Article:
They Can Actually Make You Less Safe
Most antivirus programs–or “security suites”, as they call themselves–want you to install their browser extensions. They promise these toolbars will help keep you safe online, but they usually just exist to make the company some money. Worse yet, these extensions are often hideously vulnerable to attack.  Read More

Browser AutoFill Feature Can Leak Your Personal Information
Just like most of you, I too really hate filling out web forms, especially on mobile devices. To help make this whole process faster, Google Chrome and other major browsers offer “Autofill” feature that automatically fills out web form based on data you have previously entered in similar fields. However, it turns out that an attacker can use this autofill feature against you and trick you into spilling your private information to hackers or malicious third parties.  Read More

No More Ransom: A Step Towards Eliminating Ransomware
Ransomware is malware that locks your computer and mobile devices or encrypts your electronic files, then offers a way to get it back – you pay for a digital key to unlock your files, which you may or may not receive. The No More Ransom Project offers infected users the chance to get their data back using their free tools.  Read More

Frequent password changes can be counterproductive
Researchers said if people have to change their passwords every 90 days, they tend to use a pattern and they do what we call a transformation. They take their old passwords, they change it in some small way, coming up with a new password. Hampering attackers only minimally and probably not enough to offset the inconvenience to end users.  Read More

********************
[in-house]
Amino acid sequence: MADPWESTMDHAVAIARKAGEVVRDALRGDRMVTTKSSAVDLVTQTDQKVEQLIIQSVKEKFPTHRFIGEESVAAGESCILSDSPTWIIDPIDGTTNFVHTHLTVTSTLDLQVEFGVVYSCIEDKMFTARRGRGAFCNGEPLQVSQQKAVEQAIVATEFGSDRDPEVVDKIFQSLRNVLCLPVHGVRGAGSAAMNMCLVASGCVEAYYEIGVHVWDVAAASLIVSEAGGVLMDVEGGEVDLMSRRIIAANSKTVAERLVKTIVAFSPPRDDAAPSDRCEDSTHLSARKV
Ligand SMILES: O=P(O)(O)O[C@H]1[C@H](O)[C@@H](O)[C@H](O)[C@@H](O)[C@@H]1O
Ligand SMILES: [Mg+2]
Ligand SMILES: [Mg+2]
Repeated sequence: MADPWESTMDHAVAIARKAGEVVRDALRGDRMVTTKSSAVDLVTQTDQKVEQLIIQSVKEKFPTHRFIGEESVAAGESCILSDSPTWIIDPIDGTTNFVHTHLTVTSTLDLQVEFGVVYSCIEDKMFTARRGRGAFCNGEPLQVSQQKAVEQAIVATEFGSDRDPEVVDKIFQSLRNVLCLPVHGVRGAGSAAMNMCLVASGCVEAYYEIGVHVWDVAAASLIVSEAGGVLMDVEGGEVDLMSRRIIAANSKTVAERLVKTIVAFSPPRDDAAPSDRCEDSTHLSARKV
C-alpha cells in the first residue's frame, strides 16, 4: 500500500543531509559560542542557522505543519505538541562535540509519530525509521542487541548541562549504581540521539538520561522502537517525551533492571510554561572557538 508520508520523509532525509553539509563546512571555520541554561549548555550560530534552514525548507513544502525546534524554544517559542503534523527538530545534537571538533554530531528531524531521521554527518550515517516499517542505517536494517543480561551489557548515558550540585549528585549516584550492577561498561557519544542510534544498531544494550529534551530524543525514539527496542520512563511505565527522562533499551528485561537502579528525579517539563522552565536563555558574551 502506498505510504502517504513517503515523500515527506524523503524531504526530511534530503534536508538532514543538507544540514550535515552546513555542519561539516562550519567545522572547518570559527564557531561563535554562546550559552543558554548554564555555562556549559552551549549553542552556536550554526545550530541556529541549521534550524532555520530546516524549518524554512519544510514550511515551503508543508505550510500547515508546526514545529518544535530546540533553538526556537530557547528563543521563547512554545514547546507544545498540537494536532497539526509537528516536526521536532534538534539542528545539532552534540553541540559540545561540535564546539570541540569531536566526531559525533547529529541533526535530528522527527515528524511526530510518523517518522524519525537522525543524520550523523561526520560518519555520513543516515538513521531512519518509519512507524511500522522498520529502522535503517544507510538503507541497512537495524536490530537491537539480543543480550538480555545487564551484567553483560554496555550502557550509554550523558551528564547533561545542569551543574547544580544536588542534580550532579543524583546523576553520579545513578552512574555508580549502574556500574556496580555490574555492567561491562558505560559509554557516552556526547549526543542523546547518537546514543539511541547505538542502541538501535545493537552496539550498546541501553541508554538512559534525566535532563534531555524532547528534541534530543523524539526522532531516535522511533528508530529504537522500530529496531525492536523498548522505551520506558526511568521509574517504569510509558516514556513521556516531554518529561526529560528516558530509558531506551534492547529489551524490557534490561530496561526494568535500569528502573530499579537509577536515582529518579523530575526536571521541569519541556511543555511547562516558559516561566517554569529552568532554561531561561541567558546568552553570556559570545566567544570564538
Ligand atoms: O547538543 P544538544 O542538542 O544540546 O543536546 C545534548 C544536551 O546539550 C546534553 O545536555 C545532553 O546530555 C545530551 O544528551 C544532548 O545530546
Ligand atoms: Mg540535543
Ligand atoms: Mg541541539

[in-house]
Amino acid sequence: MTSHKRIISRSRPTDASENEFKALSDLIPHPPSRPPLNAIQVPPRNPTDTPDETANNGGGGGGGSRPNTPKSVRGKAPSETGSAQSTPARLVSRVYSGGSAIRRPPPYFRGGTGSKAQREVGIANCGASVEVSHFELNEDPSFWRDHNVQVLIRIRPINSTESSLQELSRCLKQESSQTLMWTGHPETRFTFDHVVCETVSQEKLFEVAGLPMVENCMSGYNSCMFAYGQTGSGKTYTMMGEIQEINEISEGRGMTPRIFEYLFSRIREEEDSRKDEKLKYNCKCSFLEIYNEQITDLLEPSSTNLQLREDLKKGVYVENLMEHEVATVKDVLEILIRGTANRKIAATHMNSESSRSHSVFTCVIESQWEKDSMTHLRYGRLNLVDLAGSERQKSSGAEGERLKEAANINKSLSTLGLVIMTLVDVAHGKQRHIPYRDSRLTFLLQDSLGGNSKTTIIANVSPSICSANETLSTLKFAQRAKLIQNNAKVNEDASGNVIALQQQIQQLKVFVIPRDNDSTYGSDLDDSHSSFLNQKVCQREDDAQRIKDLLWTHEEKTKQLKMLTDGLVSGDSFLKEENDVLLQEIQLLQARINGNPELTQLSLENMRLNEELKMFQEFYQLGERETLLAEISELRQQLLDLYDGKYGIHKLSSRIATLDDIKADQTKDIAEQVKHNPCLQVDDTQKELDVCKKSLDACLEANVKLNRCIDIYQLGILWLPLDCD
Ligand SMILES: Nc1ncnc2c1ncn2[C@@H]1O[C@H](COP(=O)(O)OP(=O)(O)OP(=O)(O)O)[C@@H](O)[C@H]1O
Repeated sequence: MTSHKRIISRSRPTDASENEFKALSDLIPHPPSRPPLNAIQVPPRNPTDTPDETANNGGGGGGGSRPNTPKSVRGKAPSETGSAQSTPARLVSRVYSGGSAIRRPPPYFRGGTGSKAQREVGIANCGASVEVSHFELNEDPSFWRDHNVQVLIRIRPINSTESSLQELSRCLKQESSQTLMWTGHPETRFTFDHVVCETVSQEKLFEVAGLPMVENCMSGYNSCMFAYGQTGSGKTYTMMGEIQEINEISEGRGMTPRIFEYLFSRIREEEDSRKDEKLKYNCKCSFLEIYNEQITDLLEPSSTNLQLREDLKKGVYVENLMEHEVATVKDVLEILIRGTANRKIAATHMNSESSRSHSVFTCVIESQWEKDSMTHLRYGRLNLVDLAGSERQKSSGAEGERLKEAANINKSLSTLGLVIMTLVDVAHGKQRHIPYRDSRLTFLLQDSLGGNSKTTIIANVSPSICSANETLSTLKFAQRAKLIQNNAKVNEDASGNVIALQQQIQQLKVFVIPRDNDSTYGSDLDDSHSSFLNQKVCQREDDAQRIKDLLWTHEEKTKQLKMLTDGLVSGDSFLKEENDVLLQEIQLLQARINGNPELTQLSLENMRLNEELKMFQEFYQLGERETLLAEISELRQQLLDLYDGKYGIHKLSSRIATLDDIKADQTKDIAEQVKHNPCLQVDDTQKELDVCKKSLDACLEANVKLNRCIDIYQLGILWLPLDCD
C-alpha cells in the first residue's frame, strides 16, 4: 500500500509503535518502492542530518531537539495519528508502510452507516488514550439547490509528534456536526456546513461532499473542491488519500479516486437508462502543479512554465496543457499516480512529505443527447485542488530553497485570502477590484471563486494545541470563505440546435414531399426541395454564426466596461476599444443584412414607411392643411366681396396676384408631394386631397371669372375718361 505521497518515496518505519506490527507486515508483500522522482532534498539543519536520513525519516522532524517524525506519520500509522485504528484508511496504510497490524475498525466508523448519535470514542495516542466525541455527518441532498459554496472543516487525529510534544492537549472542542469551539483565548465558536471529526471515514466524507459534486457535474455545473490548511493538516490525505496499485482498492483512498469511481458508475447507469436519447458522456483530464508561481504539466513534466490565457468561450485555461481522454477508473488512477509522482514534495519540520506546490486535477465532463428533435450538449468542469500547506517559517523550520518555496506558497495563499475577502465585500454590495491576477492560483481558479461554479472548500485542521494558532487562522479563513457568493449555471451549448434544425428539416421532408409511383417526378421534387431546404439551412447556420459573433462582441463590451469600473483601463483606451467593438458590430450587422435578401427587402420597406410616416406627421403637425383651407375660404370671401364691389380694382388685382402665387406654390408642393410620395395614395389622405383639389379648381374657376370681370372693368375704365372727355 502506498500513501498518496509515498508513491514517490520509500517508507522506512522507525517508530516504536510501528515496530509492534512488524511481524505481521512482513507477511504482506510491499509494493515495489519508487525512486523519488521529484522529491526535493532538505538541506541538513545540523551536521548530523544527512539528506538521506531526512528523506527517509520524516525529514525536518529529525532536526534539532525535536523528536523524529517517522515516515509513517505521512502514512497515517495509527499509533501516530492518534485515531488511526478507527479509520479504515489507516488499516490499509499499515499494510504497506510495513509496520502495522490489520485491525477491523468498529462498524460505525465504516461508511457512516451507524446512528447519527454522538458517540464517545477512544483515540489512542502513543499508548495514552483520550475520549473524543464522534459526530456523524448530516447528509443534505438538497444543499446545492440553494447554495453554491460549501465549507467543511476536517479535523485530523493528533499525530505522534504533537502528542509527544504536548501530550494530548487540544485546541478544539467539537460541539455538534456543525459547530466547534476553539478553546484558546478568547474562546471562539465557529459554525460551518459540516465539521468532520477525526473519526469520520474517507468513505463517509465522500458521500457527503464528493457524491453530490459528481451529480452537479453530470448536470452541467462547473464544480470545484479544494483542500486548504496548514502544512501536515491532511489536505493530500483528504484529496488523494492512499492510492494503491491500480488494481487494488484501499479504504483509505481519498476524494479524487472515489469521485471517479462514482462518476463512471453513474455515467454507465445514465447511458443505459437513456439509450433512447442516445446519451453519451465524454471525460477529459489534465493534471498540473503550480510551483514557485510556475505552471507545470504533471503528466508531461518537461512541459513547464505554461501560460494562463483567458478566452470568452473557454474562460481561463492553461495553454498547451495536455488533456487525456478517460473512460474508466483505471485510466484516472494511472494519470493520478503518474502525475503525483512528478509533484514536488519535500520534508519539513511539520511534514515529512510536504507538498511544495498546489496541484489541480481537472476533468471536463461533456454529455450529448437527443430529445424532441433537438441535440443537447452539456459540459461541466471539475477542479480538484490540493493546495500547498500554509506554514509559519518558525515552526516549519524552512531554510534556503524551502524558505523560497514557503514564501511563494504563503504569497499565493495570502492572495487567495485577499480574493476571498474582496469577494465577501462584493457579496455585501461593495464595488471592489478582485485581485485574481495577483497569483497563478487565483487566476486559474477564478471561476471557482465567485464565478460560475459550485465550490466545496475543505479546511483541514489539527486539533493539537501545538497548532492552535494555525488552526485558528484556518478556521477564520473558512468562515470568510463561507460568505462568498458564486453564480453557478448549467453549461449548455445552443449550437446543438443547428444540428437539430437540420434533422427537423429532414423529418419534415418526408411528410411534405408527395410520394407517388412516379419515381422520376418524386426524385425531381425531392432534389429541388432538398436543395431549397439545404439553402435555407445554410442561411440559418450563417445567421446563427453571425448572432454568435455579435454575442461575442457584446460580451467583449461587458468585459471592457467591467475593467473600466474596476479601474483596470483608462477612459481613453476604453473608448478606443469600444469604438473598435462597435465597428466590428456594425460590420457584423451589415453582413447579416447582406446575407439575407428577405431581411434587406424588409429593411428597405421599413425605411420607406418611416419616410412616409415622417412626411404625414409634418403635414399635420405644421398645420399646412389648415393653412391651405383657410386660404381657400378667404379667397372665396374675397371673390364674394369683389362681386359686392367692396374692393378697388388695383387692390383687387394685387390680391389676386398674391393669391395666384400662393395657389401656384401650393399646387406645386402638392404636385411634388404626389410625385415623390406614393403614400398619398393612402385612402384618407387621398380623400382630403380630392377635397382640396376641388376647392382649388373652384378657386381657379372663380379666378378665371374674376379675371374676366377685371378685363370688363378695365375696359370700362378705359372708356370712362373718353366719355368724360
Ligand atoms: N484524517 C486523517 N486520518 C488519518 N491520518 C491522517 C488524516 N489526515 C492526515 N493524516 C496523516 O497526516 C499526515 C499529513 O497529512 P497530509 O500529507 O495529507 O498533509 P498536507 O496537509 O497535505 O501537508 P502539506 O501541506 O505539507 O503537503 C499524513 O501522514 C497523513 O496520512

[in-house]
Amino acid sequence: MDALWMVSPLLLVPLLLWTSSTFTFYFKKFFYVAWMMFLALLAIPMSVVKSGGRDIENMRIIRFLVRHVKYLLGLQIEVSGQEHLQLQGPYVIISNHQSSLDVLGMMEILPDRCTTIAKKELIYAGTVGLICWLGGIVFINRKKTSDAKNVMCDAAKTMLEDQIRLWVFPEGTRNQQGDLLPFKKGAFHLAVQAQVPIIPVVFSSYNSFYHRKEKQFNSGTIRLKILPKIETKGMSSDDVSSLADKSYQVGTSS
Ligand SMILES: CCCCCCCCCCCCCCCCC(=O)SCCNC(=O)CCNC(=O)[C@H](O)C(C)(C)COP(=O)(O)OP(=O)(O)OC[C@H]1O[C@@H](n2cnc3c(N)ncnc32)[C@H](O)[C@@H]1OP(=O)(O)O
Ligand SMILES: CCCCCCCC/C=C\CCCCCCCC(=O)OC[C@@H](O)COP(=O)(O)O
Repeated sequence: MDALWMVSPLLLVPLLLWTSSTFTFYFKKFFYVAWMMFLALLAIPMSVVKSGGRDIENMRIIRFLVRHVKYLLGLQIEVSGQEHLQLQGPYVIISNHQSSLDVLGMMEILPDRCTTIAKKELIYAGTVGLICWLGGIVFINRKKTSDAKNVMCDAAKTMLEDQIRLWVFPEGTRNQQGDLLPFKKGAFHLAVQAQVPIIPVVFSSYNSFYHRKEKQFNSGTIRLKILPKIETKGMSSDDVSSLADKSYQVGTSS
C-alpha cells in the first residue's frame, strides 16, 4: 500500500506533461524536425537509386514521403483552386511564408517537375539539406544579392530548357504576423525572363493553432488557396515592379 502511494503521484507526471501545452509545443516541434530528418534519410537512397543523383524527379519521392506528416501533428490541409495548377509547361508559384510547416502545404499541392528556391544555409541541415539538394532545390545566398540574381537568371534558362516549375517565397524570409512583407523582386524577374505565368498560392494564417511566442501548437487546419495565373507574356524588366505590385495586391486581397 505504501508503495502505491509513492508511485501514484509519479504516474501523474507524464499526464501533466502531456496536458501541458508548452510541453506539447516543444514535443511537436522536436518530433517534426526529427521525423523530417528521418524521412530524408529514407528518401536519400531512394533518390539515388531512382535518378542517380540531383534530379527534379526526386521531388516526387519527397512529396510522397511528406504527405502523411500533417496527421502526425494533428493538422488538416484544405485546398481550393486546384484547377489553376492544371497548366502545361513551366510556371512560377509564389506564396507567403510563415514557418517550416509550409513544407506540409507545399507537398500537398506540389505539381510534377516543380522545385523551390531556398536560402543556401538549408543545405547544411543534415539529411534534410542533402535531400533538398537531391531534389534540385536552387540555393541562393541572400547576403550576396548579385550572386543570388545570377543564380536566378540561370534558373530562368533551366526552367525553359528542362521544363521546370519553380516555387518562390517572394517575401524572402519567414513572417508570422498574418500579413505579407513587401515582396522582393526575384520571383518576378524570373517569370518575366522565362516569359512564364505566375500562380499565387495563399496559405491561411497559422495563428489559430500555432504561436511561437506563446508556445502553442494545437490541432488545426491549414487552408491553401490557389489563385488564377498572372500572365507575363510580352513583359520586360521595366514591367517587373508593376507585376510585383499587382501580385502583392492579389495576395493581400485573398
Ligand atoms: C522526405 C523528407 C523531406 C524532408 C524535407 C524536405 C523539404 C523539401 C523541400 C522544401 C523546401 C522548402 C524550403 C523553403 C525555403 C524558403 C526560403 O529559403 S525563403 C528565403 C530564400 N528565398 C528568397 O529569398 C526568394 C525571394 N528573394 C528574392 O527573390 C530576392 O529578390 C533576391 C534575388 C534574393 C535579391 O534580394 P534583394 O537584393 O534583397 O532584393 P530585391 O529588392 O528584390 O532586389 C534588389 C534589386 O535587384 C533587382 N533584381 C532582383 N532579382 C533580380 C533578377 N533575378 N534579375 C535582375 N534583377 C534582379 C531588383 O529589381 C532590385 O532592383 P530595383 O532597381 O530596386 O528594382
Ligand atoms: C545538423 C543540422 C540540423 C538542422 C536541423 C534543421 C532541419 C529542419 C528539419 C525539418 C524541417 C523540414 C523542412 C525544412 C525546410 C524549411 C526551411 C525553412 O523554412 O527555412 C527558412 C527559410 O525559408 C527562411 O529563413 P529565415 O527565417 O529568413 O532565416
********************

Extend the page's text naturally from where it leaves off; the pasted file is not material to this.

7 tips for securing the Internet of Things
If you ignore the cool-sounding name, an IoT device is really just another computer, but one where you don’t have much say in what software runs on it, or whether it can be patched properly, or even secured at all.  Read More

 Antivirus is Dead: Long Live Antivirus
An article in The Wall Street Journal this week quoted executives from antivirus pioneer Symantec uttering words that would have been industry heresy a few years ago, declaring antivirus software “dead” and stating that the company is focusing on developing technologies that attack online threats from a different angle.  Read More

CryptoLocker Ransomware Information Guide and FAQ
There is a lot of incorrect and dangerous information floating around about CryptoLocker.  This guide is from BleepingComputer.com, one of the first support sites to try helping users who are infected with this infection.  Read More

Botnets: What are They, and How can You Protect Your Computer
Botnets are armies of computers that have been compromised by online criminals, usually without the knowledge of the real owner, and remotely commanded to steal information, send spam, spread malware, or launch distributed denial-of-service (DDoS) attacks.  Read More

The Start-to-Finish Guide to Securing Your Cloud Storage
Whether your files are stored on Dropbox, iCloud, or Mega, they could do with a little more security. It’s impossible to make them “hack proof,” but there are a few things you can do to make your data as secure as possible—and still convenient to access. Let’s walk through those steps.  Read More

5 Steps to Lock Down Your Webmail Account
Webmail is a prime target for cybercrooks so it’s vital we all keep our accounts as safe and secure as possible. Here are some of the most important steps to keep unwanted people out of your account.  Read More

Two-factor authentication: Understanding the options
There are numerous sorts of 2FA. Problem is, these 2FA systems all work a bit differently, and they all have different strengths and weaknesses.  Read More

How to Harden Your Browser Against Malware and Privacy Concerns
One of the first lines of defense we have against the plague of security and privacy problems that stalk the internet resides within our browsers. This article is meant to help you to harden your browser against all types of problems.  Read More